Here’s What Retirees Can Do Instead
Establish an appropriate strategy for managing healthcare expenses in retirement. The key here is to plan for known or diversifiable risks and insure the unknown or undiversifiable risks. Basic healthcare expenses can be budgeted and planned for effectively because the variability of spending is manageable, particularly for retirees with supplementary healthcare coverages.
Work with your financial partners to ensure you have the best coverage for any specific healthcare needs. Given that most healthcare costs will consist of premium payments, retirees can put a strategy in place to ensure they can sustainably afford these predictable costs as they increase with inflation, while also maintaining reserves to cover out of pocket expenses. Potential investments and solutions include tax-advantaged vehicles like HSAs, guaranteed* income annuities with an annual increase feature, and effectively managing modified adjusted gross income to reduce Medicare premiums.
Evaluate solutions like long-term care insurance and income annuities to reduce – if not eliminate – undiversifiable risks. Our research shows that retirees who have identified and funded known healthcare expenses and implemented such a strategy for the unknown are generally happier, more confident, and have an overall higher quality of life.
Connecting with a trusted financial partner to develop a strategy that enables you to manage known healthcare-related expenses in a sustainable way, with the ability to cover potential out-of-pocket costs, can help you avoid orienting your retirement spending around a question mark. Understanding what the variables are – and are not – when it comes to funding healthcare in retirement can help you structure a budget and strategy that both protects your hard-earned assets and provides a sense of comfort knowing such risks and expenses have been accounted for.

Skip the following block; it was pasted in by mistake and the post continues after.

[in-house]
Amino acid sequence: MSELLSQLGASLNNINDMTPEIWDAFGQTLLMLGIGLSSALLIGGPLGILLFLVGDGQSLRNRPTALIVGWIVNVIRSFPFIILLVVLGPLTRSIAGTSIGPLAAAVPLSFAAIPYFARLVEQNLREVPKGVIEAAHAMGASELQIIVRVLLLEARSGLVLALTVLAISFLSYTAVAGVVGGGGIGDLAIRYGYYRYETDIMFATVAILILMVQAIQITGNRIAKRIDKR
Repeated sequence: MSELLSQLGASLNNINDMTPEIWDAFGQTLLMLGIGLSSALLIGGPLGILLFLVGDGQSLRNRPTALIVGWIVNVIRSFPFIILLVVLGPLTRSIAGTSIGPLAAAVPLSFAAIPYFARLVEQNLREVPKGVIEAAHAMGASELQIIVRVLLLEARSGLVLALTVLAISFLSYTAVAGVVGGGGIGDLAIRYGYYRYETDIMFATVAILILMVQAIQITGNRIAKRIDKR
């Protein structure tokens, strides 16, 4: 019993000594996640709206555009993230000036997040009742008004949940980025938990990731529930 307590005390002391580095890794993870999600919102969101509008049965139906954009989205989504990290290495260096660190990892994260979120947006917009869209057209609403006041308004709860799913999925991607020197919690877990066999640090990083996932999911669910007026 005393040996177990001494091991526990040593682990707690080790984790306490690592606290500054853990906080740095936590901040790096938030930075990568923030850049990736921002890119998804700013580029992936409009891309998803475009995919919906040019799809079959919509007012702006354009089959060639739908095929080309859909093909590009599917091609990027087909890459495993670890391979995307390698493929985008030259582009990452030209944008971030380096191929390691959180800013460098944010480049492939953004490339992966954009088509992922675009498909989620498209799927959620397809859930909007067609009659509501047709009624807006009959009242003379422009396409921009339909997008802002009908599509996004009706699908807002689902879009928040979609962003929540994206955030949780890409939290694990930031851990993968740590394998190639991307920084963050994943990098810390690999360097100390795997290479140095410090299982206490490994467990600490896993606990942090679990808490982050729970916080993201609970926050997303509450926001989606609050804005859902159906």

About the author: Dylan Huang
Dylan Huang is Senior Vice President and Head of Retail Annuities, Investment Solutions and Wealth Planning at New York Life. In this role, he is focused on the development and distribution of New York Life’s retirement income and investment solutions as well as enhancing New York Life agents’ ability to deliver financial outcomes rooted in protection for clients.
Dylan began his career at New York Life as an actuary in 2001 and advanced to leadership roles of increasing scope in the company's Life Insurance, Annuity, and Corporate Finance divisions. He is recognized as a thought leader in the retirement industry for his product development, patents, award-winning research, and service as a board member for the Insured Retirement Institute and the New York Life Center for Retirement Income at The American College. He is frequently sought by members of the media for insights on retirement topics. Dylan holds a Master’s degree from the University of Connecticut and a Bachelor’s degree from the University of British Columbia.